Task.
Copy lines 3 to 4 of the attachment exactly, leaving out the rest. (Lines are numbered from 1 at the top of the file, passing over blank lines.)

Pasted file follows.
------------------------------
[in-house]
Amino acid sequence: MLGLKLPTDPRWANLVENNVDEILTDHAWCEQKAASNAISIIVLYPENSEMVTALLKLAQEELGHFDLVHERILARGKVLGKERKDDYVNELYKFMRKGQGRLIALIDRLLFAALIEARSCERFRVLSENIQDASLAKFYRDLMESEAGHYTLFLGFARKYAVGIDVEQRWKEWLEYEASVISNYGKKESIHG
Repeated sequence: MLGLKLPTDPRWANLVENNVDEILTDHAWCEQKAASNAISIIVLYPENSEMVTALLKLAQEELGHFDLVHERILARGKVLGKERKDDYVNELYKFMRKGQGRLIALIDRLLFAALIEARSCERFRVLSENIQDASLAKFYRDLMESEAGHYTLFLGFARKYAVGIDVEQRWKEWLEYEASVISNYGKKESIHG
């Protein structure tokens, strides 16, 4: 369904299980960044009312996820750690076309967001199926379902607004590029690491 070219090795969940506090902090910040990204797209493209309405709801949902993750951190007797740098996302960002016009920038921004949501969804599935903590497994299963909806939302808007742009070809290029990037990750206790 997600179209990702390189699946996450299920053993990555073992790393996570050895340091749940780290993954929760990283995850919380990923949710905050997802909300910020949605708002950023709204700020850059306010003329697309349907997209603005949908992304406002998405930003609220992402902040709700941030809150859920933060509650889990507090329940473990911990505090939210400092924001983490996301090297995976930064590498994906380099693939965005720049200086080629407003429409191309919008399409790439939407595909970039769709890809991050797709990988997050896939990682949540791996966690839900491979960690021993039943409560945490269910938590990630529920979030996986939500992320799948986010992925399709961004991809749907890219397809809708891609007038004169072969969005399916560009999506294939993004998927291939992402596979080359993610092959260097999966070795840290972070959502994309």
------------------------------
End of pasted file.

Repeated sequence: MLGLKLPTDPRWANLVENNVDEILTDHAWCEQKAASNAISIIVLYPENSEMVTALLKLAQEELGHFDLVHERILARGKVLGKERKDDYVNELYKFMRKGQGRLIALIDRLLFAALIEARSCERFRVLSENIQDASLAKFYRDLMESEAGHYTLFLGFARKYAVGIDVEQRWKEWLEYEASVISNYGKKESIHG
């Protein structure tokens, strides 16, 4: 369904299980960044009312996820750690076309967001199926379902607004590029690491 070219090795969940506090902090910040990204797209493209309405709801949902993750951190007797740098996302960002016009920038921004949501969804599935903590497994299963909806939302808007742009070809290029990037990750206790 997600179209990702390189699946996450299920053993990555073992790393996570050895340091749940780290993954929760990283995850919380990923949710905050997802909300910020949605708002950023709204700020850059306010003329697309349907997209603005949908992304406002998405930003609220992402902040709700941030809150859920933060509650889990507090329940473990911990505090939210400092924001983490996301090297995976930064590498994906380099693939965005720049200086080629407003429409191309919008399409790439939407595909970039769709890809991050797709990988997050896939990682949540791996966690839900491979960690021993039943409560945490269910938590990630529920979030996986939500992320799948986010992925399709961004991809749907890219397809809708891609007038004169072969969005399916560009999506294939993004998927291939992402596979080359993610092959260097999966070795840290972070959502994309």